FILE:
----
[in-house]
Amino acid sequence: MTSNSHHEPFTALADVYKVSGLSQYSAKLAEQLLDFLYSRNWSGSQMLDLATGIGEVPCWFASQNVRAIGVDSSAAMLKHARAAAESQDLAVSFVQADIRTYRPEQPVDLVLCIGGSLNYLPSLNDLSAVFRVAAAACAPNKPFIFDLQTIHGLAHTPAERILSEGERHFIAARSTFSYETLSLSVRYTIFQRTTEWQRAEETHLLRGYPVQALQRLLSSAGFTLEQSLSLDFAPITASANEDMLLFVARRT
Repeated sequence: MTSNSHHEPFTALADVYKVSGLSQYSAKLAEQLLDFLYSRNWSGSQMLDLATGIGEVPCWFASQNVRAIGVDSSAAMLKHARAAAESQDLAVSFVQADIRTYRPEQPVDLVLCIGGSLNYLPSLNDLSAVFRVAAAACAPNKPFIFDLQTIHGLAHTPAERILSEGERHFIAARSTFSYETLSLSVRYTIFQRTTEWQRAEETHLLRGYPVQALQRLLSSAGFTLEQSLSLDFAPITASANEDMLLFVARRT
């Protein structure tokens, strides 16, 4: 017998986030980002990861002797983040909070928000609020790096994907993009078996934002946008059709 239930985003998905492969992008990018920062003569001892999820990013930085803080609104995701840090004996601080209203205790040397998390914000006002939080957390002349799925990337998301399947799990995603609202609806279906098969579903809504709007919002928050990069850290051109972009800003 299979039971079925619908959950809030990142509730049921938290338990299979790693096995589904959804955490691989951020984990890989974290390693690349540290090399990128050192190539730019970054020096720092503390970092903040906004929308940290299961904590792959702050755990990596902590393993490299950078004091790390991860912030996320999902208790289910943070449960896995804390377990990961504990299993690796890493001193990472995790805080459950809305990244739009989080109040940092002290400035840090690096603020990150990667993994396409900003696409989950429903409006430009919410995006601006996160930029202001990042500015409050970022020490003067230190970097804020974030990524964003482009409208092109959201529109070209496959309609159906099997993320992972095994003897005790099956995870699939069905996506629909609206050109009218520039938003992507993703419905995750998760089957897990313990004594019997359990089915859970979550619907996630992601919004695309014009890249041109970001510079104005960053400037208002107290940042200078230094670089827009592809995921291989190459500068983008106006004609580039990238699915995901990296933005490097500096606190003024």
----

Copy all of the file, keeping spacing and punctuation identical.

[in-house]
Amino acid sequence: MTSNSHHEPFTALADVYKVSGLSQYSAKLAEQLLDFLYSRNWSGSQMLDLATGIGEVPCWFASQNVRAIGVDSSAAMLKHARAAAESQDLAVSFVQADIRTYRPEQPVDLVLCIGGSLNYLPSLNDLSAVFRVAAAACAPNKPFIFDLQTIHGLAHTPAERILSEGERHFIAARSTFSYETLSLSVRYTIFQRTTEWQRAEETHLLRGYPVQALQRLLSSAGFTLEQSLSLDFAPITASANEDMLLFVARRT
Repeated sequence: MTSNSHHEPFTALADVYKVSGLSQYSAKLAEQLLDFLYSRNWSGSQMLDLATGIGEVPCWFASQNVRAIGVDSSAAMLKHARAAAESQDLAVSFVQADIRTYRPEQPVDLVLCIGGSLNYLPSLNDLSAVFRVAAAACAPNKPFIFDLQTIHGLAHTPAERILSEGERHFIAARSTFSYETLSLSVRYTIFQRTTEWQRAEETHLLRGYPVQALQRLLSSAGFTLEQSLSLDFAPITASANEDMLLFVARRT
């Protein structure tokens, strides 16, 4: 017998986030980002990861002797983040909070928000609020790096994907993009078996934002946008059709 239930985003998905492969992008990018920062003569001892999820990013930085803080609104995701840090004996601080209203205790040397998390914000006002939080957390002349799925990337998301399947799990995603609202609806279906098969579903809504709007919002928050990069850290051109972009800003 299979039971079925619908959950809030990142509730049921938290338990299979790693096995589904959804955490691989951020984990890989974290390693690349540290090399990128050192190539730019970054020096720092503390970092903040906004929308940290299961904590792959702050755990990596902590393993490299950078004091790390991860912030996320999902208790289910943070449960896995804390377990990961504990299993690796890493001193990472995790805080459950809305990244739009989080109040940092002290400035840090690096603020990150990667993994396409900003696409989950429903409006430009919410995006601006996160930029202001990042500015409050970022020490003067230190970097804020974030990524964003482009409208092109959201529109070209496959309609159906099997993320992972095994003897005790099956995870699939069905996506629909609206050109009218520039938003992507993703419905995750998760089957897990313990004594019997359990089915859970979550619907996630992601919004695309014009890249041109970001510079104005960053400037208002107290940042200078230094670089827009592809995921291989190459500068983008106006004609580039990238699915995901990296933005490097500096606190003024």